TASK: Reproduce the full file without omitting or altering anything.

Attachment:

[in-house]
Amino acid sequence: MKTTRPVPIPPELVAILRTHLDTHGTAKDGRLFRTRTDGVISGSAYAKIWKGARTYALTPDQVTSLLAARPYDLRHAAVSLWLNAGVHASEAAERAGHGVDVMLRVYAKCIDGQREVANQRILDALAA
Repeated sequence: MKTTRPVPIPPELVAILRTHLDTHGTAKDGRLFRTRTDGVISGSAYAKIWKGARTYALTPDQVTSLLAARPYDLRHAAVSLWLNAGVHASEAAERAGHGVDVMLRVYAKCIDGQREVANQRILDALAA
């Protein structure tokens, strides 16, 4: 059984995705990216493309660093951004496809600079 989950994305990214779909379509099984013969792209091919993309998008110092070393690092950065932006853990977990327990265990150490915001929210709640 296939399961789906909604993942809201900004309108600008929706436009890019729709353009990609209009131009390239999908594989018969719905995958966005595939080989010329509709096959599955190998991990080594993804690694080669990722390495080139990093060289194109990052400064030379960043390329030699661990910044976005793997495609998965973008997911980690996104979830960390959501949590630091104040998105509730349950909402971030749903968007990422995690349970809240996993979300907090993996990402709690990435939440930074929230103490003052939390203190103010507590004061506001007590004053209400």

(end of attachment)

[in-house]
Amino acid sequence: MKTTRPVPIPPELVAILRTHLDTHGTAKDGRLFRTRTDGVISGSAYAKIWKGARTYALTPDQVTSLLAARPYDLRHAAVSLWLNAGVHASEAAERAGHGVDVMLRVYAKCIDGQREVANQRILDALAA
Repeated sequence: MKTTRPVPIPPELVAILRTHLDTHGTAKDGRLFRTRTDGVISGSAYAKIWKGARTYALTPDQVTSLLAARPYDLRHAAVSLWLNAGVHASEAAERAGHGVDVMLRVYAKCIDGQREVANQRILDALAA
């Protein structure tokens, strides 16, 4: 059984995705990216493309660093951004496809600079 989950994305990214779909379509099984013969792209091919993309998008110092070393690092950065932006853990977990327990265990150490915001929210709640 296939399961789906909604993942809201900004309108600008929706436009890019729709353009990609209009131009390239999908594989018969719905995958966005595939080989010329509709096959599955190998991990080594993804690694080669990722390495080139990093060289194109990052400064030379960043390329030699661990910044976005793997495609998965973008997911980690996104979830960390959501949590630091104040998105509730349950909402971030749903968007990422995690349970809240996993979300907090993996990402709690990435939440930074929230103490003052939390203190103010507590004061506001007590004053209400």